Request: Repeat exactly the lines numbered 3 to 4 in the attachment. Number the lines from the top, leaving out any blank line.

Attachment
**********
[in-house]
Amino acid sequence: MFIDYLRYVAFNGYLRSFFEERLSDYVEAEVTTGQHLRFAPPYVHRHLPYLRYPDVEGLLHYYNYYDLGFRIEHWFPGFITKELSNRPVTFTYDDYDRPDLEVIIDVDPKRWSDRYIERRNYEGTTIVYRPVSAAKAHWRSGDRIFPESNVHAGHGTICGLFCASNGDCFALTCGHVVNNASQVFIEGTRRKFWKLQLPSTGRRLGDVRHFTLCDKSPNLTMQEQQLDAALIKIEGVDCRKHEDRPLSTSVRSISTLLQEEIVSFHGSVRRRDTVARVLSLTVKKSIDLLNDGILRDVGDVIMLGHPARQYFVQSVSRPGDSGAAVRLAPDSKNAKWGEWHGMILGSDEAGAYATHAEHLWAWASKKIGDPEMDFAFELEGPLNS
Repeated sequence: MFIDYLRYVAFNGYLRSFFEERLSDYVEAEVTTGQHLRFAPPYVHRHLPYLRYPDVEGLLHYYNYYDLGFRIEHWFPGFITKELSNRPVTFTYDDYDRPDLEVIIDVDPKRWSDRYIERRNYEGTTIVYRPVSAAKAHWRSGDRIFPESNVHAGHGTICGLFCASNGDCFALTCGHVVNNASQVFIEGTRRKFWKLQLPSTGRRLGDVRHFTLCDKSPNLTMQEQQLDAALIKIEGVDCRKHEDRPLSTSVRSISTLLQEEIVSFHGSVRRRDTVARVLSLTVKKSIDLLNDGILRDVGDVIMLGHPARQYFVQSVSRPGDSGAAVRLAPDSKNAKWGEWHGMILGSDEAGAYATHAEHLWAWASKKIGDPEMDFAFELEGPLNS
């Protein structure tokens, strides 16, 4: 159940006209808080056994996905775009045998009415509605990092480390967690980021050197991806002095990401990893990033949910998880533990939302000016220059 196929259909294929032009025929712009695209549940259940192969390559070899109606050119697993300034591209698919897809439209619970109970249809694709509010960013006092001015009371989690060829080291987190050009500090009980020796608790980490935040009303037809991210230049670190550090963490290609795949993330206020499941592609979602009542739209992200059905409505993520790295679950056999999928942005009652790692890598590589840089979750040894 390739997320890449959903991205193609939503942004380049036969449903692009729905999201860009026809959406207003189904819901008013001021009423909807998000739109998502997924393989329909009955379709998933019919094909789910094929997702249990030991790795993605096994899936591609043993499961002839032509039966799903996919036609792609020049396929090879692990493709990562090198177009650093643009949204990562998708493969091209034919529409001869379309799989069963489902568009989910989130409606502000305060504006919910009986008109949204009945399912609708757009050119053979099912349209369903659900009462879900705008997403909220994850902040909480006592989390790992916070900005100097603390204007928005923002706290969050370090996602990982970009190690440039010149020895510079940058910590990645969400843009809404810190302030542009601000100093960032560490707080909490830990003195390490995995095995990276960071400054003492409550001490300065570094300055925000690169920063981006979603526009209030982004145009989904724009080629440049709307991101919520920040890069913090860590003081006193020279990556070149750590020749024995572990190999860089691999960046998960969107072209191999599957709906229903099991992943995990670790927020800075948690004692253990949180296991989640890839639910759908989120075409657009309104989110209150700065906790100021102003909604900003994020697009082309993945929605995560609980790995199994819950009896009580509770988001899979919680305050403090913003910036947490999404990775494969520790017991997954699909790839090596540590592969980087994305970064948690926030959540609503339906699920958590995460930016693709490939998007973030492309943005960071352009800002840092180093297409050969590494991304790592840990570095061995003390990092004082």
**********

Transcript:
Repeated sequence: MFIDYLRYVAFNGYLRSFFEERLSDYVEAEVTTGQHLRFAPPYVHRHLPYLRYPDVEGLLHYYNYYDLGFRIEHWFPGFITKELSNRPVTFTYDDYDRPDLEVIIDVDPKRWSDRYIERRNYEGTTIVYRPVSAAKAHWRSGDRIFPESNVHAGHGTICGLFCASNGDCFALTCGHVVNNASQVFIEGTRRKFWKLQLPSTGRRLGDVRHFTLCDKSPNLTMQEQQLDAALIKIEGVDCRKHEDRPLSTSVRSISTLLQEEIVSFHGSVRRRDTVARVLSLTVKKSIDLLNDGILRDVGDVIMLGHPARQYFVQSVSRPGDSGAAVRLAPDSKNAKWGEWHGMILGSDEAGAYATHAEHLWAWASKKIGDPEMDFAFELEGPLNS
């Protein structure tokens, strides 16, 4: 159940006209808080056994996905775009045998009415509605990092480390967690980021050197991806002095990401990893990033949910998880533990939302000016220059 196929259909294929032009025929712009695209549940259940192969390559070899109606050119697993300034591209698919897809439209619970109970249809694709509010960013006092001015009371989690060829080291987190050009500090009980020796608790980490935040009303037809991210230049670190550090963490290609795949993330206020499941592609979602009542739209992200059905409505993520790295679950056999999928942005009652790692890598590589840089979750040894 390739997320890449959903991205193609939503942004380049036969449903692009729905999201860009026809959406207003189904819901008013001021009423909807998000739109998502997924393989329909009955379709998933019919094909789910094929997702249990030991790795993605096994899936591609043993499961002839032509039966799903996919036609792609020049396929090879692990493709990562090198177009650093643009949204990562998708493969091209034919529409001869379309799989069963489902568009989910989130409606502000305060504006919910009986008109949204009945399912609708757009050119053979099912349209369903659900009462879900705008997403909220994850902040909480006592989390790992916070900005100097603390204007928005923002706290969050370090996602990982970009190690440039010149020895510079940058910590990645969400843009809404810190302030542009601000100093960032560490707080909490830990003195390490995995095995990276960071400054003492409550001490300065570094300055925000690169920063981006979603526009209030982004145009989904724009080629440049709307991101919520920040890069913090860590003081006193020279990556070149750590020749024995572990190999860089691999960046998960969107072209191999599957709906229903099991992943995990670790927020800075948690004692253990949180296991989640890839639910759908989120075409657009309104989110209150700065906790100021102003909604900003994020697009082309993945929605995560609980790995199994819950009896009580509770988001899979919680305050403090913003910036947490999404990775494969520790017991997954699909790839090596540590592969980087994305970064948690926030959540609503339906699920958590995460930016693709490939998007973030492309943005960071352009800002840092180093297409050969590494991304790592840990570095061995003390990092004082």